U.S. Department of Justice - CyberCrime.gov Archived

Copyright Cases - U.S. v. Breen (N.D. Cal.) (Operation Buccaneer)


February 10, 2004


U.S. Department of Justice
United States Attorney
Northern District of California
11th Floor, Federal Building
450 Golden Gate Avenue, Box 36055
San Francisco, California 94102
(415) 436-7200
Fax: (415) 436-7234

Leader of Oldest Game Piracy Group Gets 50-Month Prison Sentence

The United States Attorney’s Office for the Northern District of California announced that Sean Michael Breen was sentenced today to 50 months in prison and three years of supervised release, for violating the criminal copyright laws as a member of the first computer game piracy ring on the Internet, and for defrauding Cisco Systems of hundreds of thousands of dollars of hardware. The sentence was handed down by U.S. District Court Judge Saundra B. Armstrong following the defendant’s guilty pleas in July 2003 to two counts of copyright infringement in violation of Title 17, United States Code, Section 506(a) and Title 18, United States Code, Section 2319, and to three counts of mail fraud in violation of Title 18, United States Code, Section 1341. Judge Armstrong also ordered Mr. Breen to pay restitution of $690,236.91 to Cisco Systems. He will begin serving his sentence on March 26, 2004. At the time of his guilty pleas, Mr. Breen, 38, of Richmond, California, admitted that he was a leader in the Internet-based piracy group known as Razor1911. Since the early 1990s, Razor 1911 had sought to achieve a reputation in the underground Internet piracy community . the so-called “warez scene” . as the leading distributor of cracked computer and console game software. The group prided itself on cracking and illegally distributing the most popular software games, usually before their public release date, including such games as Quake, Red Alert, Terminal Velocity, and Warcraft II and III. Group members known as “suppliers” often obtained pre-release versions of the game software from company insiders or by posing as game reviewers for bogus online magazines. Other group members known as “crackers” would defeat the copyright protections embedded in the game software before the group distributed it to Internet sites worldwide. Razor1911 concealed its illegal activities by using a variety of technologically sophisticated security measures. Members identified themselves online only by screen nickname, never by their full real name, and generally communicated about group business only in closed, invite-only IRC channels or encrypted e-mail; the groups’ Internet file transfer and storage sites (FTP sites), which contained tens of thousands of pirated software, game, movie, and music titles, were password-protected and secured by a combination of user ID and IP address authentication mechanisms. Mr. Breen’s 50-month sentence is the longest imposed to date of the more than 40 individuals worldwide targeted by Operation Buccaneer, a 14-month undercover investigation by the U.S. Customs Service (now U.S. Immigration and Customs Enforcement) that represents the largest international copyright piracy investigation to date by law enforcement. In addition to targeting the leadership of Razor1911, Operation Buccaneer also dismantled the software piracy group known as DrinkOrDie, and netted members from a broad cross-section of other online piracy groups such as RiSC, RiSCiSO, Request To Send (RTS), WeLoveWarez (WLW), and POPZ. In a separate investigation by agents from the United States Secret Service, Mr. Breen also admitted that he had illegally used an online customer account of Cisco Systems to order hundreds of thousands of dollars of hardware by falsely posing as one of Cisco’s existing customers. Mr. Breen arranged to have the hardware delivered in separate shipments via Federal Express to “Comptel Logistics,” a shell company that had been created for the sole purpose of receiving the fraudulently obtained hardware. Mr. Breen and his business partner rented a storefront in Oakland to act as a business location for Comptel Logistics and to receive the hardware. After receiving the hardware, Mr. Breen sold it on the “grey market” at a heavy discount off of what the hardware would normally be sold at.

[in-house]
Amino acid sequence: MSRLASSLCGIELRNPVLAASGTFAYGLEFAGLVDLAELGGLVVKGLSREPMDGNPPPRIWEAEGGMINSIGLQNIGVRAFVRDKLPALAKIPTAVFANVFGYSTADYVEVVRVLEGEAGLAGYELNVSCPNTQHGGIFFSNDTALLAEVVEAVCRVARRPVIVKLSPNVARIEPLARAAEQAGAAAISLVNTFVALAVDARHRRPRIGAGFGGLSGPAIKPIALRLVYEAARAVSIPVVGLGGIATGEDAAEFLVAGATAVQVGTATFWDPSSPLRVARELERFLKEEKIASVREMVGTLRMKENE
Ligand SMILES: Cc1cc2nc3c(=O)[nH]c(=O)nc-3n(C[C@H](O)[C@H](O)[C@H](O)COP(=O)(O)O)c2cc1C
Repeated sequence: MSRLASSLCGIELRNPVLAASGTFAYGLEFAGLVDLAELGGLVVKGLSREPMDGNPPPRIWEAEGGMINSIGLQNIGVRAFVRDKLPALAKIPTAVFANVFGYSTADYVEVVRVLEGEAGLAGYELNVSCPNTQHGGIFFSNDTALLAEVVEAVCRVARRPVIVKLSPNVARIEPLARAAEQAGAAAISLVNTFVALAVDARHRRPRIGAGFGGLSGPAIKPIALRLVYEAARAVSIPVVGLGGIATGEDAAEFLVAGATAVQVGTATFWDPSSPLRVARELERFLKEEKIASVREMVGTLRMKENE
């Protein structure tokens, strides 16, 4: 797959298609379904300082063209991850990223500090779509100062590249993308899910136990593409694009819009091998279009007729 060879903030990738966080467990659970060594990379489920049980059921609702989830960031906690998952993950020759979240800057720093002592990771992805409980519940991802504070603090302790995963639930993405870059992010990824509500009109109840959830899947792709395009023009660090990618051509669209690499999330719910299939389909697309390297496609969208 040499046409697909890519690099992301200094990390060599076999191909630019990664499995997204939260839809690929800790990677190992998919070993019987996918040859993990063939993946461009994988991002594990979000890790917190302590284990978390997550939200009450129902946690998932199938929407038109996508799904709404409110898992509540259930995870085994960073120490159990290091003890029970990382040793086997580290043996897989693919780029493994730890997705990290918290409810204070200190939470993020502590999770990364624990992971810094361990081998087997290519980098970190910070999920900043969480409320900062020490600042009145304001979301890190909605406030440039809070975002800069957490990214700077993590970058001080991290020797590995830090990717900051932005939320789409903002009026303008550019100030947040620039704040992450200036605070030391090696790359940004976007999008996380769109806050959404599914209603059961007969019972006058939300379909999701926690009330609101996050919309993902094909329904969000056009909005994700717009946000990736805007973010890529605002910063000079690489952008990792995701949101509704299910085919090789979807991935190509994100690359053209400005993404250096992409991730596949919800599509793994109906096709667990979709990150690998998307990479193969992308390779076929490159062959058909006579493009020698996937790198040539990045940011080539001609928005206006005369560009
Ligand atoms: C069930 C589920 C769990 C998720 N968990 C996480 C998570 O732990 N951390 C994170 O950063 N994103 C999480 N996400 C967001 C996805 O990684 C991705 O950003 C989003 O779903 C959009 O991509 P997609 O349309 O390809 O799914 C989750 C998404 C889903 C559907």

The prosecution was the result of an investigation by agents of U.S. Immigration and Customs Enforcement (formerly the U.S. Customs Service) and agents of the United States Secret Service. Jonathan Howden and Kyle Waldinger of the Computer Hacking and Intellectual Property (CHIP) Unit are the Assistant U.S. Attorneys who prosecuted the case with the assistance of Michael DuBose, Senior Counsel, Computer Crime and Intellectual Property Section (CCIPS), Department of Justice. A copy of this press release may be found on the U.S. Attorney’s Office’s website at www.usdoj.gov/usao/can. Related court documents and information may be found on the District Court website at www.cand.uscourts.gov or on http://pacer.cand.uscourts/gov. Additional information on Operation Buccaneer can be found at http://www.cybercrime.gov/OBMain.htm. All press inquiries to the U.S. Attorney’s Office should be directed to Assistant U.S. Attorney Chris Sonderby, Chief of the CHIP Unit, at (408) 535-5037, or Assistant U.S. Attorney Matthew J. Jacobs at (415) 436-7181. All press inquiries to CCIPS should be directed to Michael O’Leary, Deputy Chief of CCIPS, at (202) 514-1026.  


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